Open enrollment period for healthcare.gov comes to an end
COLUMBIA - Sunday marked the final day for open enrollment in the Health Insurance Marketplace, or healthcare.gov. The Cover Missouri Coalition and Primaris Foundation in Columbia offered free counseling services to anyone with questions about health insurance coverage.
The open enrollment period began in November and closed Sunday unless a person experiences special circumstances throughout the year. These circumstances include having or adopting a child, getting married, moving or losing coverage.
Jeremy Milarsky of the Primaris Foundation said the event was meant to inform the public of the different health insurance options.
“We believe that public policy works best with public understanding,” Milarsky said. “This is a somewhat complex system for people. That’s why we’re here.”
Gary Johnson went to the event to sign up for health insurance, and he said the counseling services made the complex system easier to understand.
"I think it can be a little overwhelming if you have to go through a lot of this paperwork or website on your own," Johnson said. "You may not totally know exactly what the information is saying, so these people are experienced enough to spell it out and make sure there's no questions."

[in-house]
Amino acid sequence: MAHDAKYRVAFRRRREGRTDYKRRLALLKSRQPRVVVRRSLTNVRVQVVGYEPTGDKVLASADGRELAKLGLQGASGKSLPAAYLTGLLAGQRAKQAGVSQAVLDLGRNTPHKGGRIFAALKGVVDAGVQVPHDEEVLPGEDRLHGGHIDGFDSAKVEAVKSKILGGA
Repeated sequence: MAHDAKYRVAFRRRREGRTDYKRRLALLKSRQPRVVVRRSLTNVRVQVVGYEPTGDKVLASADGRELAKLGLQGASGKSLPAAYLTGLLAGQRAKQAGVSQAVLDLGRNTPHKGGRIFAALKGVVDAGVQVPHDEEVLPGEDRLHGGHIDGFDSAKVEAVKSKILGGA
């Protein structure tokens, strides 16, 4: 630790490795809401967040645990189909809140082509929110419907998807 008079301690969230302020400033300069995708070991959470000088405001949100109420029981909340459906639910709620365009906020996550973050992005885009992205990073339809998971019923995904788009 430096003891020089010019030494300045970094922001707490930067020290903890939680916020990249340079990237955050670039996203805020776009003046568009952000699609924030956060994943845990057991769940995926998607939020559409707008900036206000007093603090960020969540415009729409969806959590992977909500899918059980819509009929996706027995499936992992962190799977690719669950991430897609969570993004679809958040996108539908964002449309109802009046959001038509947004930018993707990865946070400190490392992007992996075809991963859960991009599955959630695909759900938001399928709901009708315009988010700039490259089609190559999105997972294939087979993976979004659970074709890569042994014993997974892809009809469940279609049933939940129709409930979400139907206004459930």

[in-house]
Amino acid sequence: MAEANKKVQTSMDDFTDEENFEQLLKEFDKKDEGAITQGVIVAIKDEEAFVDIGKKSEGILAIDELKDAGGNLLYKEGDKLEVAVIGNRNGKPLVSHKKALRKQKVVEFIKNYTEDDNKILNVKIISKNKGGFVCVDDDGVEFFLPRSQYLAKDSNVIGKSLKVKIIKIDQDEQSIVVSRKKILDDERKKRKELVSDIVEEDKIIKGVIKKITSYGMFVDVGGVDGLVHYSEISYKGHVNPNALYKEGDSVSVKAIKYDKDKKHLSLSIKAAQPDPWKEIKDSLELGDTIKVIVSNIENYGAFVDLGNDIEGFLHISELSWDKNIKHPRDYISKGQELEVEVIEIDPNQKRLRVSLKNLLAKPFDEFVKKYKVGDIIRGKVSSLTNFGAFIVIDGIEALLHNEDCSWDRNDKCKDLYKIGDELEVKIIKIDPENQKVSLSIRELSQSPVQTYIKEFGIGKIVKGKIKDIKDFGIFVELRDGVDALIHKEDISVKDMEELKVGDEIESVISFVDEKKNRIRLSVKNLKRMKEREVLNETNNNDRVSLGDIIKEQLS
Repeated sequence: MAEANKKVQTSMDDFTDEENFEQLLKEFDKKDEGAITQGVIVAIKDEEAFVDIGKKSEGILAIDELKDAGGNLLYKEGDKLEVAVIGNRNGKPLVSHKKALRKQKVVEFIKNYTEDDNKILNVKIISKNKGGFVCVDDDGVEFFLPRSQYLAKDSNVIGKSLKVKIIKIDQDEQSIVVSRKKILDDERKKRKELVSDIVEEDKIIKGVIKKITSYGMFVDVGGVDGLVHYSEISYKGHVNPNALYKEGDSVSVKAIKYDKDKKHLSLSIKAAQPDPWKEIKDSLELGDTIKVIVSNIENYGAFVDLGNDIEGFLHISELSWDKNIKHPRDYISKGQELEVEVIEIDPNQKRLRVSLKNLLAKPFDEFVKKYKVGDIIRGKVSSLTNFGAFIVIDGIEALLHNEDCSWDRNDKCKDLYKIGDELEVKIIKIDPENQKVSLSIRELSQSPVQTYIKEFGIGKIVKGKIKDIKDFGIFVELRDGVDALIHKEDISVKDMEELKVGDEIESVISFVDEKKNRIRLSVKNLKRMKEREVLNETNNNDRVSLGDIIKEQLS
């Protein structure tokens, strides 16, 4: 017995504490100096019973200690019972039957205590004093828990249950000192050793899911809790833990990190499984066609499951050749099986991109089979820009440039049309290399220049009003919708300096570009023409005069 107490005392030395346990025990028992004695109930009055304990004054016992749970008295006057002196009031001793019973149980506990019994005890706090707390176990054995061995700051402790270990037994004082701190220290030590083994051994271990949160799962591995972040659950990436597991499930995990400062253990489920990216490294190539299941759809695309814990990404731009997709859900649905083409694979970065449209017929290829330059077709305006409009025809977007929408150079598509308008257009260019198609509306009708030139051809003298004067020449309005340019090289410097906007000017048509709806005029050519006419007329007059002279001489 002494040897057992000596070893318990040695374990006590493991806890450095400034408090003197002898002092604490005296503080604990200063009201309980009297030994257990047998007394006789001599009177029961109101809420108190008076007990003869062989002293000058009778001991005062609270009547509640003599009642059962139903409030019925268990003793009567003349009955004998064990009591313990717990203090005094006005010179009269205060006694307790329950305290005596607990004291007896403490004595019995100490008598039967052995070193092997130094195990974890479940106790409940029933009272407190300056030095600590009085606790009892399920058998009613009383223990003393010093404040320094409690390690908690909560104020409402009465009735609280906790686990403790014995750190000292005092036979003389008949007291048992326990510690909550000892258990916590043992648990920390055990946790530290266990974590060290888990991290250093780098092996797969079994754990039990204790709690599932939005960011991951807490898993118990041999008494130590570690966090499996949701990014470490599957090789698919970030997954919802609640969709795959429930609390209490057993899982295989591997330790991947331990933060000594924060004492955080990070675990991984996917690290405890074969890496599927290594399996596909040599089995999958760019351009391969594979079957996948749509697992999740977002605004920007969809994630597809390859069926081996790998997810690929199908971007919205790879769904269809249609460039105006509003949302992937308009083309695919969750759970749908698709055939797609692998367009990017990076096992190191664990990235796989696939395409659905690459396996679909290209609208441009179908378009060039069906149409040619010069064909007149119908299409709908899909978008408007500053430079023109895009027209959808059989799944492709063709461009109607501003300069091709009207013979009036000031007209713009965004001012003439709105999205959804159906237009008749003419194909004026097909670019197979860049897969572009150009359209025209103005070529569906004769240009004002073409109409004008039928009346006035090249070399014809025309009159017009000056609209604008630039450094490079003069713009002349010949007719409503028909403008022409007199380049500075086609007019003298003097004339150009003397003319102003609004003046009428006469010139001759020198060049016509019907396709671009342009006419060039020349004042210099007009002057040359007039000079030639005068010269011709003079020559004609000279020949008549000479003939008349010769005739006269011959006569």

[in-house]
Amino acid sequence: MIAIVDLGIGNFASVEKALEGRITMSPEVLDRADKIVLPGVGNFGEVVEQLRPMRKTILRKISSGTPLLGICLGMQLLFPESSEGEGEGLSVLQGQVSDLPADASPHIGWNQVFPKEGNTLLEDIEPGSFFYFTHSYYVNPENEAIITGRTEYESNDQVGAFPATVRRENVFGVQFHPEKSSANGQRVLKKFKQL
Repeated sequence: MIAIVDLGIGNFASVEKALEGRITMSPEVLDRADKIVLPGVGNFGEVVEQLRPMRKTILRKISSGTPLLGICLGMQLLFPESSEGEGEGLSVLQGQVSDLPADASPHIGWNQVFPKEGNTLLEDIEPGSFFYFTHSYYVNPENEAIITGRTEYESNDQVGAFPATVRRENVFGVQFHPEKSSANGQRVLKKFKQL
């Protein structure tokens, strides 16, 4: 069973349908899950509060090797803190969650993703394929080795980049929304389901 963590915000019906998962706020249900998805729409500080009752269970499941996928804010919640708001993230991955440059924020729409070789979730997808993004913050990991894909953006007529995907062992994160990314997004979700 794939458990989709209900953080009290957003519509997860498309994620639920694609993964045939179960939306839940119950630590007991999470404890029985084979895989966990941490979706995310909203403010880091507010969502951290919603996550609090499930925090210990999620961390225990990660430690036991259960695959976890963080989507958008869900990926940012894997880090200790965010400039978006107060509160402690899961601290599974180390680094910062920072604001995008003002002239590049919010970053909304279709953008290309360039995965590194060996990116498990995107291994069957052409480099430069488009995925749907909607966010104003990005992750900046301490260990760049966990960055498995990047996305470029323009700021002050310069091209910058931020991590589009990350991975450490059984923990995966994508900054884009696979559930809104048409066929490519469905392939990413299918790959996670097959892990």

Counselors looked at clients’ tax returns and projected income for the coverage year among other things to determine their options in terms of cost and affordability.
“Every case is different,” Milarsky said. “Some people have access to very inexpensive insurance, some people have access to insurance that might cost a little bit more. We help them figure out where they stand with the law, they make the choice of what they want to do and we help them with the steps to make that choice.”
Johnson said the experience wasn't as tedious as he had anticipated.
"It was quite a bit less painless than I thought it was going to be," Johnson said. "Maybe now I can go ride that unicycle I have in my garage."
Johnson said he was happy to get insurance before time ran out and he would've had to pay a penalty. Milarsky said people who can afford access to health insurance yet choose not to can be subject to an individual shared responsibility payment.
“If you have access to affordable coverage, generally defined as coverage that costs less than 8 percent of your income, and you do not enroll in it, you can be asked to pay more in taxes,” Milarsky said. “This is commonly called the Obamacare penalty.”
For 2016, the penalty could be 2.5 percent of the household income or $695 per adult and $347.50 per child not covered. The person without coverage would pay whichever amount is higher.
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